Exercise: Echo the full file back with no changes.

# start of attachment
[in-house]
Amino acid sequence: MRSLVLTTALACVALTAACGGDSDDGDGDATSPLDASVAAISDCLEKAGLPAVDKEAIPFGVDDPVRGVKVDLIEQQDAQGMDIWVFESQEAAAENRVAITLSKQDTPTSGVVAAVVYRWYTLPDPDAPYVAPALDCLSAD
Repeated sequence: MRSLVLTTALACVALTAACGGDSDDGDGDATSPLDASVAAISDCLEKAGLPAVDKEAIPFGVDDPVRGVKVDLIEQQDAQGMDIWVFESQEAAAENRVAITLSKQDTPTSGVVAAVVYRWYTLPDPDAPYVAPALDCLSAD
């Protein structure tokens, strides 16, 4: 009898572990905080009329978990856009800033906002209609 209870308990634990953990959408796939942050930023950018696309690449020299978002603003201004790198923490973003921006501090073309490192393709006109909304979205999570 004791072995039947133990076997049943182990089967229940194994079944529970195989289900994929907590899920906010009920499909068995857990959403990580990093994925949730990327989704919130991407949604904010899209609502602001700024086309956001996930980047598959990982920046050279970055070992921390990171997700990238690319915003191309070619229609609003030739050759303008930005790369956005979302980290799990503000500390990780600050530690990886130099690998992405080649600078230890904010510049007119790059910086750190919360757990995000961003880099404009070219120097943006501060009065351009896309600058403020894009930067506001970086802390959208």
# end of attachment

[in-house]
Amino acid sequence: MRSLVLTTALACVALTAACGGDSDDGDGDATSPLDASVAAISDCLEKAGLPAVDKEAIPFGVDDPVRGVKVDLIEQQDAQGMDIWVFESQEAAAENRVAITLSKQDTPTSGVVAAVVYRWYTLPDPDAPYVAPALDCLSAD
Repeated sequence: MRSLVLTTALACVALTAACGGDSDDGDGDATSPLDASVAAISDCLEKAGLPAVDKEAIPFGVDDPVRGVKVDLIEQQDAQGMDIWVFESQEAAAENRVAITLSKQDTPTSGVVAAVVYRWYTLPDPDAPYVAPALDCLSAD
């Protein structure tokens, strides 16, 4: 009898572990905080009329978990856009800033906002209609 209870308990634990953990959408796939942050930023950018696309690449020299978002603003201004790198923490973003921006501090073309490192393709006109909304979205999570 004791072995039947133990076997049943182990089967229940194994079944529970195989289900994929907590899920906010009920499909068995857990959403990580990093994925949730990327989704919130991407949604904010899209609502602001700024086309956001996930980047598959990982920046050279970055070992921390990171997700990238690319915003191309070619229609609003030739050759303008930005790369956005979302980290799990503000500390990780600050530690990886130099690998992405080649600078230890904010510049007119790059910086750190919360757990995000961003880099404009070219120097943006501060009065351009896309600058403020894009930067506001970086802390959208």